I first mentioned William Douthard in passing here. At the right is a flier from a civil rights rally I think my father organized, where William spoke (click on the image to enlarge).
William Douthard was a student demonstration leader in Birmingham, Alabama, which was where he and my father met. To many in the Movement, he was known as "Meatball." I always knew him as William.
I have strong memories of William because in 1978 he moved to Bethlehem, NY (a suburb south of Albany), where my family was living. He lived at our house for a while until his job started and he found his own place. One of my vivid memories of when he stayted with us was the time William took me to the Bethlehem Public Library and taught me how to do library research on the Fabian Society. (I believe the topic was suggested by my father, certainly not by my teachers). At one point, as William was guiding me through the process of putting my notes onto index cards, he suddenly stopped me and reprimanded me somewhat sternly for using a word in my notes that I didn't know the meaning of. He insisted I go over to the dictionary and find out the definition before I continued with anything else. At home, it was common to find William and Dad sitting at our kitchen table and playing pinochle for hours on end. I don't remember ever hearing them reminisce about working together in Alabama. Not needing to talk about it may have been the point: they had a strong mutual understanding, and that was probably comforting.
William moved into a condominium on one of the northernmost edges of Slingerlands, the next hamlet over from us in the same town, nestled between the borders of Albany and Guilderland. He married his second wife within the first year or so of being there, and she and her son Kip, a few years older than I, moved in. The condo was on a hill, overlooking the the Normanskill Creek, which forms the northern border of the town of Bethlehem. William had sliding glass doors that opened out onto a concrete patio on the crest of the hill. I remember a barbecue out there, probably the summer of 1979. Kip took me down the hill, over to the other side of Blessing Road, where you can walk down a steep slope, under the spot where Blessing Road runs into Rt. 85. Kip showed me where you can get onto the cross beams underneath the bridge that carries Rt. 85 over the Kill. I was too scared to come out as far as he did on the steel beams, with the cars making the whole structure tremble as they passed. Later on indoors, I wandered into William and Kim's room. On the wall, above the bed, was a poster size head shot of William. Over the poster was a clear, plastic sheet, with red concentric circles, making a bulls eye over William's animated face, and with several darts stuck through, into the wall.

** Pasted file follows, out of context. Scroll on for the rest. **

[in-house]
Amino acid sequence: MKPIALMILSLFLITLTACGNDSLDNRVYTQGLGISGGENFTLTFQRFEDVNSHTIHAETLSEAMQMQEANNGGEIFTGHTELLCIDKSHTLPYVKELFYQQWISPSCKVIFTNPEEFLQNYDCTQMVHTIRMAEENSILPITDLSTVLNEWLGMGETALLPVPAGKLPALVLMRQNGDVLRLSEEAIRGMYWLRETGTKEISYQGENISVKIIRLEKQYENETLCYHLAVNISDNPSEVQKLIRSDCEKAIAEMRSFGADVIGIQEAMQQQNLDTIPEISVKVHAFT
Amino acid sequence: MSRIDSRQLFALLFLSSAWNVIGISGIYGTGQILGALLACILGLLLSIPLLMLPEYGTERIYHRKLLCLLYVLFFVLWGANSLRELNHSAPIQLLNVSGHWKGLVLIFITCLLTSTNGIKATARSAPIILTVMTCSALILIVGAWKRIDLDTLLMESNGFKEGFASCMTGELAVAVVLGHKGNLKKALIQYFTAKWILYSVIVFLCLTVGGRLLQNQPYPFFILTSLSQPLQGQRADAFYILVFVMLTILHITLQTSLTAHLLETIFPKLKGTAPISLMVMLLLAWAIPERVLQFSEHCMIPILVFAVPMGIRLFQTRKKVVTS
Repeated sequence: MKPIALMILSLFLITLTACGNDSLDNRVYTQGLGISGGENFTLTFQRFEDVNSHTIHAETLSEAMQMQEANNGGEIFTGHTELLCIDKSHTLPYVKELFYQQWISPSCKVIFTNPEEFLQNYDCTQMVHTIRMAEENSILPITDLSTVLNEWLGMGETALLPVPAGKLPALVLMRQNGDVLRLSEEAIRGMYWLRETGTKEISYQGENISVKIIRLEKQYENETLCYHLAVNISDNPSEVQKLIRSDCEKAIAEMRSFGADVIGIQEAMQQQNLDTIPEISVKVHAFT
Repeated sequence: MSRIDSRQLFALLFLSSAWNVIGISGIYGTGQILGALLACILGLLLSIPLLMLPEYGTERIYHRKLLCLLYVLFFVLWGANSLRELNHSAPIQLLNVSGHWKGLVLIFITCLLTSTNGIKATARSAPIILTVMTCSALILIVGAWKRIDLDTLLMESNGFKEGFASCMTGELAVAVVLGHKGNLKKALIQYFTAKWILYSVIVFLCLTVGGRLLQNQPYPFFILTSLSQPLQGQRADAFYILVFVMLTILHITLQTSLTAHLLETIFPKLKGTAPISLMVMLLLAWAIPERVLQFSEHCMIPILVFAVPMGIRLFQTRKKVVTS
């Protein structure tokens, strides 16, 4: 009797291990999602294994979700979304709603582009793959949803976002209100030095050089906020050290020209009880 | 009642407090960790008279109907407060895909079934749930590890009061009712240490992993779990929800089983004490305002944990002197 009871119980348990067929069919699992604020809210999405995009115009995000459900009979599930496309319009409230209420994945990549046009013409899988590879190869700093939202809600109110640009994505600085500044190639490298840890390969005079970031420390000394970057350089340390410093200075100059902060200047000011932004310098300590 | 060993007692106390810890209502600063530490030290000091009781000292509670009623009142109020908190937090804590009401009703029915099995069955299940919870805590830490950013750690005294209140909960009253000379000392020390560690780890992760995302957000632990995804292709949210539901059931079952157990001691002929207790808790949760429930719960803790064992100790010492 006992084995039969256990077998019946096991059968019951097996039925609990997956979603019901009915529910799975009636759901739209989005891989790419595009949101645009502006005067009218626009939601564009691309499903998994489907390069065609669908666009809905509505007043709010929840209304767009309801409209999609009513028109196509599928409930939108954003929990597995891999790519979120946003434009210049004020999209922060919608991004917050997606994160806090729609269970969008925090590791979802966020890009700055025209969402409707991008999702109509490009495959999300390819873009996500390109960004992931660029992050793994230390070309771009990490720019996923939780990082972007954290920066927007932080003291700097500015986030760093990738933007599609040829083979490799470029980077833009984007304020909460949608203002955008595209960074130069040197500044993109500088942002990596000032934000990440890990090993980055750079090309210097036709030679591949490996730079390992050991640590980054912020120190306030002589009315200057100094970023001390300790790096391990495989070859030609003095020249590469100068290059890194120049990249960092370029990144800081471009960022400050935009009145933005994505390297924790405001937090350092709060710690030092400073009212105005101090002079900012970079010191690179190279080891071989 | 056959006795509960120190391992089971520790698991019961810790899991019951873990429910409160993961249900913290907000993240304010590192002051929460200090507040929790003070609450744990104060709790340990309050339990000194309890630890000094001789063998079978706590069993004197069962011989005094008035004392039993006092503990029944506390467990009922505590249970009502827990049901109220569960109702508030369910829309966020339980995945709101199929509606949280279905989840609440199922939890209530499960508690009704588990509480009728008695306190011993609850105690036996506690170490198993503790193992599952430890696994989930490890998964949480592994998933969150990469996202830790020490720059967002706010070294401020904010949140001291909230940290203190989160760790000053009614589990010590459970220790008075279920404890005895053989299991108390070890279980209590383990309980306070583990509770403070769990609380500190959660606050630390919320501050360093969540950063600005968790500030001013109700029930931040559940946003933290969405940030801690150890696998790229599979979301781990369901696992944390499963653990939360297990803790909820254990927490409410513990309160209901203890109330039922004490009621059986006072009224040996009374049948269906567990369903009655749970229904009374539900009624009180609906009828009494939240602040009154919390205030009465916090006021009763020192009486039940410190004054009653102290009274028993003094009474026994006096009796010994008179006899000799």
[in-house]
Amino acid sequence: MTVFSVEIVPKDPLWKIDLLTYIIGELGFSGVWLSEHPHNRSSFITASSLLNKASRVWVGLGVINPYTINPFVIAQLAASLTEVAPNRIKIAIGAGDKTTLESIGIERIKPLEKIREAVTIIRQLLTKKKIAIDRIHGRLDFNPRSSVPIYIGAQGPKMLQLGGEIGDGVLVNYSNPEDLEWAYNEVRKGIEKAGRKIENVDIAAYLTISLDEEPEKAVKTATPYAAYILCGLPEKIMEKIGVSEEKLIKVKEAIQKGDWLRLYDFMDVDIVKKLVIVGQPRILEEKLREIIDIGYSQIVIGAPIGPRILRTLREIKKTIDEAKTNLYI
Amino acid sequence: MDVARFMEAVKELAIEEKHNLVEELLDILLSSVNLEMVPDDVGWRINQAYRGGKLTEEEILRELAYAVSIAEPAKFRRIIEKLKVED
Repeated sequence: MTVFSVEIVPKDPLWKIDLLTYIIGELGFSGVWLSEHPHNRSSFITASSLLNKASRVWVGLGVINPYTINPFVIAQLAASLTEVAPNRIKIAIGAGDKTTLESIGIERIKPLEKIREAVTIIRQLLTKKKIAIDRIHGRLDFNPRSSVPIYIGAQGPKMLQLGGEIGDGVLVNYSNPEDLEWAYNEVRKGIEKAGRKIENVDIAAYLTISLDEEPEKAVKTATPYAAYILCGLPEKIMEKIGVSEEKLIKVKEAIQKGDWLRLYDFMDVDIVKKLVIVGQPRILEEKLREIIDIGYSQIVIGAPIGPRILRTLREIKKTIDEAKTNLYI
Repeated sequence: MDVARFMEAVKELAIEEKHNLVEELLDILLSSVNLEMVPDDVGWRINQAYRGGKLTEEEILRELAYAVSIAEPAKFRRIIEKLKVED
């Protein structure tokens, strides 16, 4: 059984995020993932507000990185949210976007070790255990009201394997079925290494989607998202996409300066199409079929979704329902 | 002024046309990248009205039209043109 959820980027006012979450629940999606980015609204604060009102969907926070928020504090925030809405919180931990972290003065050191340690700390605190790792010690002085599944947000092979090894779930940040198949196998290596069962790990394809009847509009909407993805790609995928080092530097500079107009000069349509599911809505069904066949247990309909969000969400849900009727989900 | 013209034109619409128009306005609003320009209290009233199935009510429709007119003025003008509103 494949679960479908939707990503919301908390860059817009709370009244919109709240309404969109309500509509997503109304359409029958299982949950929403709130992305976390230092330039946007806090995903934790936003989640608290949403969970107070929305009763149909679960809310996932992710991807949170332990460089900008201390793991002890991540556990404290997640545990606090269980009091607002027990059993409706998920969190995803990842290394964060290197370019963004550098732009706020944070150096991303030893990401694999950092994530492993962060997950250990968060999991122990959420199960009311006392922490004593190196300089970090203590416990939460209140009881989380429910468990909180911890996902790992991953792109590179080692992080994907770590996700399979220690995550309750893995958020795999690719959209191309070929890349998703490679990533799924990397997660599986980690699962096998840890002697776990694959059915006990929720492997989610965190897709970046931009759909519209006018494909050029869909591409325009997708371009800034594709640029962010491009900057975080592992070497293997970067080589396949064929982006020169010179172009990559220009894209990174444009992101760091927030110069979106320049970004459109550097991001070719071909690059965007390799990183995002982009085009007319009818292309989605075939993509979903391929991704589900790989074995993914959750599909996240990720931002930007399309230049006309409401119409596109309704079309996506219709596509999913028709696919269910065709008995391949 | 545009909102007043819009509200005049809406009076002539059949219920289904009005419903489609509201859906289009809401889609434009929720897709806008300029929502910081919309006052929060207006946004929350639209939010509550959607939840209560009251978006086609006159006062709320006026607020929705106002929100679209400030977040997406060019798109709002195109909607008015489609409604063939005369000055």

We saw a lot of William until 1981, when he died very young, just shy of his 34th birthday. I don't remember what put him in the hospital (I was 11 at the time), but he developed a blood clot, which was the cause of death.
In the early 1960s in his home town of Birmingham, Alabama he was a leader of the Alabama Student Movement for Human Rights . . . He joined the field staff of the SCLC in 1961 and worked in various campaigns until 1964 when he joined the staff of CORE. Late in 1964 he moved to NYC and worked for the International Ladies Garment Workers Union in the Political Education Department. From 1968-1978 William worked with several agencies dealing with the problems of urban youth in NYC, including the Addiction Service Agency and The Family Youth Center in Brooklyn which was unique in its efforts as a community based program.When William first moved to New York City, he lived with my parents then, too, in their co-op apartment on the Lower East Side. William's job at the the NYS Tax Department was through my father, who was Secretary to the Tax Commission. William's first job in NYC, with the ILGWU, was probably also through my father, since the ILGWU was headed by David Dubinsky, and my father worked closely with Dubinsky at the Liberal Party of NY. William also moved quickly into Liberal Party circles, as is evidenced in the February/March edition of the Liberal News, from which I will be posting excerpts soon.
William was involved in the peace movement as well. He sat on the executive committee of the War Resistors League and served on the Board of Directors of WIN, a publication of the peace movement. He also served on the board of the AJ Muste Memorial Institute.
In 1978 William came to Albany to join the affirmative action staff of the Department of Taxation and Finance, serving as Supervisor of Affirmative Action Plan and Program. His remarkable leadership talents were recognized; and after a short term as Director of Affirmative Action at the Office of Mental Retardation, he was appointed Assistant Commissioner for Affirmative Action in the Department of Corrections where he was serving at the time of his death.
(from the program booklet of William Douthard's Eulogistic Service, held at the Bethel Baptist Church, Birmingham, Alabama, Saturday, January 10, 1981)
The War Resisters League established a fund in William's memory after he died. While he was alive, William used to send us WRL Peace Desk Calendars each year. We continued buying the calendars for a number of years after he died.